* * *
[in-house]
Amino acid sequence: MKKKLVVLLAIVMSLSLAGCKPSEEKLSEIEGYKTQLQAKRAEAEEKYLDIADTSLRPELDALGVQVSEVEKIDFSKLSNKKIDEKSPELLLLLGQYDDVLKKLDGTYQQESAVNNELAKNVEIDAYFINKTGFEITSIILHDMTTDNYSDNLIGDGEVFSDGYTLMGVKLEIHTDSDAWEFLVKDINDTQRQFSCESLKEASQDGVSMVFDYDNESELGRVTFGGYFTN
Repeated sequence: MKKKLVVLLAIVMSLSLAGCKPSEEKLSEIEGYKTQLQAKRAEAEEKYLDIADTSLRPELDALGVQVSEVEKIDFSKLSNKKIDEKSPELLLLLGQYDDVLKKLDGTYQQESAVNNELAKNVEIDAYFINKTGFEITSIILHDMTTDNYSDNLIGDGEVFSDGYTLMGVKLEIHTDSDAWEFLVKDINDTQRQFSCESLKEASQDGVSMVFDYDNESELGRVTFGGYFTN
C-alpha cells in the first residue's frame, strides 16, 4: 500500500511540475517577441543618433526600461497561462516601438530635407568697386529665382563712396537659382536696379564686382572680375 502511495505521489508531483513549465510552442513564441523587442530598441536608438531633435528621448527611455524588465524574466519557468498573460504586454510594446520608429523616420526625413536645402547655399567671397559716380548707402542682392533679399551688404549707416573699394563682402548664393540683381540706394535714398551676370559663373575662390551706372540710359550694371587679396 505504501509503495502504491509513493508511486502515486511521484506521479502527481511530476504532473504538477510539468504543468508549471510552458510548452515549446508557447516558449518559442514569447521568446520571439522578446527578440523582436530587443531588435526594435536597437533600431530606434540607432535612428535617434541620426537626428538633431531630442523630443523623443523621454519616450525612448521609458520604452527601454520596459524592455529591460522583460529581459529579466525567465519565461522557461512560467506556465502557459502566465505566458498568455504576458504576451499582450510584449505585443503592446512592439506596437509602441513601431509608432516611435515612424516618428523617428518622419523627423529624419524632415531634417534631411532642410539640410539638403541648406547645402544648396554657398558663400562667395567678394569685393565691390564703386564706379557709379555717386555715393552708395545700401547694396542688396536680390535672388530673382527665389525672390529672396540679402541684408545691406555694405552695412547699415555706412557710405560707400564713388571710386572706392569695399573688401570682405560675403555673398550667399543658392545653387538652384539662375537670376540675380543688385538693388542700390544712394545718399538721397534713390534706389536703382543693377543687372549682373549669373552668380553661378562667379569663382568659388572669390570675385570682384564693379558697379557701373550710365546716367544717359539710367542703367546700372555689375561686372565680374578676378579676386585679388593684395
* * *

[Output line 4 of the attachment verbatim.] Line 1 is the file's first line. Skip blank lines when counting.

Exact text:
C-alpha cells in the first residue's frame, strides 16, 4: 500500500511540475517577441543618433526600461497561462516601438530635407568697386529665382563712396537659382536696379564686382572680375 502511495505521489508531483513549465510552442513564441523587442530598441536608438531633435528621448527611455524588465524574466519557468498573460504586454510594446520608429523616420526625413536645402547655399567671397559716380548707402542682392533679399551688404549707416573699394563682402548664393540683381540706394535714398551676370559663373575662390551706372540710359550694371587679396 505504501509503495502504491509513493508511486502515486511521484506521479502527481511530476504532473504538477510539468504543468508549471510552458510548452515549446508557447516558449518559442514569447521568446520571439522578446527578440523582436530587443531588435526594435536597437533600431530606434540607432535612428535617434541620426537626428538633431531630442523630443523623443523621454519616450525612448521609458520604452527601454520596459524592455529591460522583460529581459529579466525567465519565461522557461512560467506556465502557459502566465505566458498568455504576458504576451499582450510584449505585443503592446512592439506596437509602441513601431509608432516611435515612424516618428523617428518622419523627423529624419524632415531634417534631411532642410539640410539638403541648406547645402544648396554657398558663400562667395567678394569685393565691390564703386564706379557709379555717386555715393552708395545700401547694396542688396536680390535672388530673382527665389525672390529672396540679402541684408545691406555694405552695412547699415555706412557710405560707400564713388571710386572706392569695399573688401570682405560675403555673398550667399543658392545653387538652384539662375537670376540675380543688385538693388542700390544712394545718399538721397534713390534706389536703382543693377543687372549682373549669373552668380553661378562667379569663382568659388572669390570675385570682384564693379558697379557701373550710365546716367544717359539710367542703367546700372555689375561686372565680374578676378579676386585679388593684395